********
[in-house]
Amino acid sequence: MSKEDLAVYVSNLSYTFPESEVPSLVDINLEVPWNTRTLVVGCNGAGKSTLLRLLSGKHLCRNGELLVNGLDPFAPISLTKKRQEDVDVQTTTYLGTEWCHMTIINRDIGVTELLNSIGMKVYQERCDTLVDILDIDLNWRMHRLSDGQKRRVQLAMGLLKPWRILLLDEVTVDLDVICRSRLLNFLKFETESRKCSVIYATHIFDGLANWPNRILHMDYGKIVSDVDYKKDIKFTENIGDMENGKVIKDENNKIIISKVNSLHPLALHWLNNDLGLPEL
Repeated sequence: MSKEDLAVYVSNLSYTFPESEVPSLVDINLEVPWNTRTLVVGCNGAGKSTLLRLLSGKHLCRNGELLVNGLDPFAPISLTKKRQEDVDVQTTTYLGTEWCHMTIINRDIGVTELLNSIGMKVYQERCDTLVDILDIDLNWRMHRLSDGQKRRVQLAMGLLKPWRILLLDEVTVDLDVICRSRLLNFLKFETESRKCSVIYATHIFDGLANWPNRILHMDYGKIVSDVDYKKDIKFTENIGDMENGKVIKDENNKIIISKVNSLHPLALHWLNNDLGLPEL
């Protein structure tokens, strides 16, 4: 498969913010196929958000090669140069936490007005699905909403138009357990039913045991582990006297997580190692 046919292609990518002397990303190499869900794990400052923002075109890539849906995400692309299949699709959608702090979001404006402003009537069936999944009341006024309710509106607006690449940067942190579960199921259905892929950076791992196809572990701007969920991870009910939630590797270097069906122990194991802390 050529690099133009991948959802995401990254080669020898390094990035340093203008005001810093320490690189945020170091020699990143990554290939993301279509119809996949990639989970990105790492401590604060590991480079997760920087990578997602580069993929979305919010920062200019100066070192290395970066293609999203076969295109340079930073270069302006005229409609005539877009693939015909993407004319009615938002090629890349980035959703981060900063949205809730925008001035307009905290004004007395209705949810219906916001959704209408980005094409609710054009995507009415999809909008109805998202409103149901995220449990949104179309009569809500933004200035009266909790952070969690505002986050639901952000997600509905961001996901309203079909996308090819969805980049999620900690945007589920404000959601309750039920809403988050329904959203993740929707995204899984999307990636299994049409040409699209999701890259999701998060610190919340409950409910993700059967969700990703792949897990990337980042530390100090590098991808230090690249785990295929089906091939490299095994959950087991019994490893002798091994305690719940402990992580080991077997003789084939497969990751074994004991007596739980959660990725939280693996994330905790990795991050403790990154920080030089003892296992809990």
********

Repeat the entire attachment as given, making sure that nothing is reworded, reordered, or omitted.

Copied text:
[in-house]
Amino acid sequence: MSKEDLAVYVSNLSYTFPESEVPSLVDINLEVPWNTRTLVVGCNGAGKSTLLRLLSGKHLCRNGELLVNGLDPFAPISLTKKRQEDVDVQTTTYLGTEWCHMTIINRDIGVTELLNSIGMKVYQERCDTLVDILDIDLNWRMHRLSDGQKRRVQLAMGLLKPWRILLLDEVTVDLDVICRSRLLNFLKFETESRKCSVIYATHIFDGLANWPNRILHMDYGKIVSDVDYKKDIKFTENIGDMENGKVIKDENNKIIISKVNSLHPLALHWLNNDLGLPEL
Repeated sequence: MSKEDLAVYVSNLSYTFPESEVPSLVDINLEVPWNTRTLVVGCNGAGKSTLLRLLSGKHLCRNGELLVNGLDPFAPISLTKKRQEDVDVQTTTYLGTEWCHMTIINRDIGVTELLNSIGMKVYQERCDTLVDILDIDLNWRMHRLSDGQKRRVQLAMGLLKPWRILLLDEVTVDLDVICRSRLLNFLKFETESRKCSVIYATHIFDGLANWPNRILHMDYGKIVSDVDYKKDIKFTENIGDMENGKVIKDENNKIIISKVNSLHPLALHWLNNDLGLPEL
């Protein structure tokens, strides 16, 4: 498969913010196929958000090669140069936490007005699905909403138009357990039913045991582990006297997580190692 046919292609990518002397990303190499869900794990400052923002075109890539849906995400692309299949699709959608702090979001404006402003009537069936999944009341006024309710509106607006690449940067942190579960199921259905892929950076791992196809572990701007969920991870009910939630590797270097069906122990194991802390 050529690099133009991948959802995401990254080669020898390094990035340093203008005001810093320490690189945020170091020699990143990554290939993301279509119809996949990639989970990105790492401590604060590991480079997760920087990578997602580069993929979305919010920062200019100066070192290395970066293609999203076969295109340079930073270069302006005229409609005539877009693939015909993407004319009615938002090629890349980035959703981060900063949205809730925008001035307009905290004004007395209705949810219906916001959704209408980005094409609710054009995507009415999809909008109805998202409103149901995220449990949104179309009569809500933004200035009266909790952070969690505002986050639901952000997600509905961001996901309203079909996308090819969805980049999620900690945007589920404000959601309750039920809403988050329904959203993740929707995204899984999307990636299994049409040409699209999701890259999701998060610190919340409950409910993700059967969700990703792949897990990337980042530390100090590098991808230090690249785990295929089906091939490299095994959950087991019994490893002798091994305690719940402990992580080991077997003789084939497969990751074994004991007596739980959660990725939280693996994330905790990795991050403790990154920080030089003892296992809990």